The Narration: Ben Werling was very entertaining. His one weakness is the lack of femininity for the lady characters. He has distinct voices for all the characters and he did a variety of ages as well. Those coughing fits for the old man in The Thing in the Shadows was very well done. I liked his very creepy, lightly accented Stregoi from Whitaker House Curse. Werling also tossed in a few sound effects. Sometimes it was a little music, sometimes a baby crying, sometimes a door being kicked. The effects didn’t detract from the narration, staying in the background where they belong. 4.5/5 stars.

I received this audiobook as part of my participation in a blog tour with Audiobookworm Promotions. The tour is being sponsored by William Todd. The gifting of this audiobook did not affect my opinion of it.

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3 out of 5 stars

Reviewed: 08-06-18

I wanted a bit more out of this story

It took me a while to get into this book. I found Kate boring and had trouble buying into the brain wave control mechanism done by the government on nearly all the population. I did like this is a near future story set after the US has fallen and sort of pieced itself back together with this technological way of brainwashing it’s citizenry into not noticing the general poverty. It would have been better had it included some regular mind-numbing drug to make people more susceptible to the brain wave machines.

Things do pick up a bit after Kate loses her fiance Will, she herself has to go on the run, and Jackson lands in the USA (he’s visiting from Iceland for his mom’s funeral). I waffled back and forth on liking Jackson for the rest of the book. He brings some skills but it’s a flavor of believing in the Force, be strong in mind, and all will be well. On the other hand, he has practical survival skills and can defend himself. I did find it hard to swallow the idea of ‘just realize there are no bullets and you’ll be OK’ because the government militia won’t be carrying loaded weapons, ever. Right….. And Jackson thinks too highly of himself. I don’t mind if he turns out to be awesome, but show me itself of having Jackson tell me repeatedly.

There’s these refugees hiding in the woods near a big metropolitan area, and they have been there for years and have gone unnoticed. I found this odd…. but tried to go with it. They have cleared land for crops (which I would think would be visible to government drones or planes), have organized the work (with women doing like 90% of the domestic chores), and have a very loose, basic government led by the Crone. I really like the idea of these refugees that can spearhead a revolution but I found somethings unrealistic. They are living on the cusp of starvation and yet they don’t eat organ meat until Jackson shows up and teaches them how to saute them with some onions. Right…..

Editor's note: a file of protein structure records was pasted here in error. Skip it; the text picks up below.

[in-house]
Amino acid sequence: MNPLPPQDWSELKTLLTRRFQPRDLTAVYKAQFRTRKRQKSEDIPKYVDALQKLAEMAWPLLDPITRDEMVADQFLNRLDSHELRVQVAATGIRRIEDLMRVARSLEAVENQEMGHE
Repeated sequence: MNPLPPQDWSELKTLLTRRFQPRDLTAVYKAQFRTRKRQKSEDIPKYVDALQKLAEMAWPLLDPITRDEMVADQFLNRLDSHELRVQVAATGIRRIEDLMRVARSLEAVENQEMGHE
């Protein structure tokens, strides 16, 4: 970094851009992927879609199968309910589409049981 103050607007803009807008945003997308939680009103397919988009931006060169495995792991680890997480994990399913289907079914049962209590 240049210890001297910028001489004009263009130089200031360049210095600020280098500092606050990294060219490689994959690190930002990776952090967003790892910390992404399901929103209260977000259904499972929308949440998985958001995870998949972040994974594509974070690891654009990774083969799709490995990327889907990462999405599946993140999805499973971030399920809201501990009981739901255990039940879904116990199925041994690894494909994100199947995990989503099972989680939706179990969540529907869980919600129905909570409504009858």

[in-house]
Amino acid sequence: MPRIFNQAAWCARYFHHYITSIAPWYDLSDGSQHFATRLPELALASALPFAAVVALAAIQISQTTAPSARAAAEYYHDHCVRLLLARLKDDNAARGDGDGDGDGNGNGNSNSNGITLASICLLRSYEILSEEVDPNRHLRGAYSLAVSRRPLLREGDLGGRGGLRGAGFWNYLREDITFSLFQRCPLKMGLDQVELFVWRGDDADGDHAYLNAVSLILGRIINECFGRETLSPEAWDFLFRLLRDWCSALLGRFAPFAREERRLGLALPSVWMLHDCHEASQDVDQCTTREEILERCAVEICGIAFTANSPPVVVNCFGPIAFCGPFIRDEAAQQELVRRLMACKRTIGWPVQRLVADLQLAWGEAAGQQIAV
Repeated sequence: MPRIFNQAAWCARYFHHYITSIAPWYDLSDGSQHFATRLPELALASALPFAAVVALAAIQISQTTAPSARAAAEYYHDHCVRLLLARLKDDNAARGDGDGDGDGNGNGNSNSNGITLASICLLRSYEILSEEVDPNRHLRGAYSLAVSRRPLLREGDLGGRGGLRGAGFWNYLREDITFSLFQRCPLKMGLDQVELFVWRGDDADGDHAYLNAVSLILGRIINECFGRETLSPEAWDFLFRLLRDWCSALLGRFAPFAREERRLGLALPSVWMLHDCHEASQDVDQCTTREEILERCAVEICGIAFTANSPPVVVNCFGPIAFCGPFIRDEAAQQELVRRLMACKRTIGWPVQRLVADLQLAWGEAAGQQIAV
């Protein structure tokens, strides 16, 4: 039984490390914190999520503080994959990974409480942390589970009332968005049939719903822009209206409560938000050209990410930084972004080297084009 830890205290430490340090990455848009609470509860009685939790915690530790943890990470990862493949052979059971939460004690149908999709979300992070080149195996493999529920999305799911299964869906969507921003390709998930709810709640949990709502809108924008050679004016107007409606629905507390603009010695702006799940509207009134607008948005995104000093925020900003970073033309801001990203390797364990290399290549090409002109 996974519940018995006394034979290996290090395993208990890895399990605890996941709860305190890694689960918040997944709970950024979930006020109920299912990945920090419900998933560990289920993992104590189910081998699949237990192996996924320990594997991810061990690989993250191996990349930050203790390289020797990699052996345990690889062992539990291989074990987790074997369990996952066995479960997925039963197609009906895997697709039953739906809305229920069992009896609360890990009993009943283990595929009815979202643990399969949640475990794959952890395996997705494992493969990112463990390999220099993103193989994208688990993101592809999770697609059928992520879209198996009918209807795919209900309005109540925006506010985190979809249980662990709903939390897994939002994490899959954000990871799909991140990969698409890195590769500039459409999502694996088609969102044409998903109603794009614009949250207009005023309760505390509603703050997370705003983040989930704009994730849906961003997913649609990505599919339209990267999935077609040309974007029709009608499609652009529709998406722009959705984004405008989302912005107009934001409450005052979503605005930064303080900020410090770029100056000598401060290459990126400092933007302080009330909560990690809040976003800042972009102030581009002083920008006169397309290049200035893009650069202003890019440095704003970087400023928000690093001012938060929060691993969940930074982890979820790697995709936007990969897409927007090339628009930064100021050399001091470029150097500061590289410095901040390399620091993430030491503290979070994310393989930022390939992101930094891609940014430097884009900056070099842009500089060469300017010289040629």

I did like Alec’s role. I found him to be the most believable character. He and his lost love (Maggie?) and Kate all went to school together. When Kate shows up again in his life, it stirs up all his rough emotions. He’s angry with Kate but also doesn’t know what to do with his anger.

There’s also some insta-lust & budding romance thrown in which just muddied the waters and detracted from the story. The ladies in general don’t get to do much. The Crone affects the plot in a minor way at a few points. There’s also a female hacker that lends a hand but has a very minor role. Kate herself doesn’t do much other than weep and feel conflicted. Nick’s wife holds a high station among the refugees because of her husband’s role in that society instead of her own merits (and we don’t get to see her doing much other than laundry and cooking anyways). So, yeah, I wanted more from the ladies.

The tale ends with a cliff hanger. 3.5/5 stars.

The Narration: Melissa Williams did an OK job. She was really good with the emotions of each character. Her male and female voices weren’t always distinguishable from each other. Her pacing was good. I especially liked her voice for Alec and her elderly voice for the Crone. Her vapid voice for another newsreporter was also good. I did wonder why Jackson didn’t have at least a mild Icelandic accent (he was raised by his American aunt and uncle in Iceland since the age of 2). There were no technical issues with the recording. 4/5 stars.

The tour is being sponsored by C.A. Gray. The gifting of this audiobook did not affect my opinion of it.

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5 out of 5 stars

Reviewed: 08-06-18

The most beautiful thing I've enjoyed this year!

I’ve just been on an adventure with Khai and Zariya. The desert sand is still wedged in creases, the sea salt adhering to my hair, and some jungle forest mystery patch is making it’s home in the shady part of my imagination. I’m a long time fan of Carey’s works but Starless may have surpassed them all. The plot was unexpected, the characters unforgettable, and the settings deadly beautiful.

A beautiful mythology wends it’s way through the plot. The stars, children of the sun Zar and he three moons, were cast from the heavens ages ago. Now these stars reside throughout the world, each gifted and bestowing their gifts upon mortals. Sometimes this is through direct interaction, sometimes through objects like rare seeds or a magical pearl.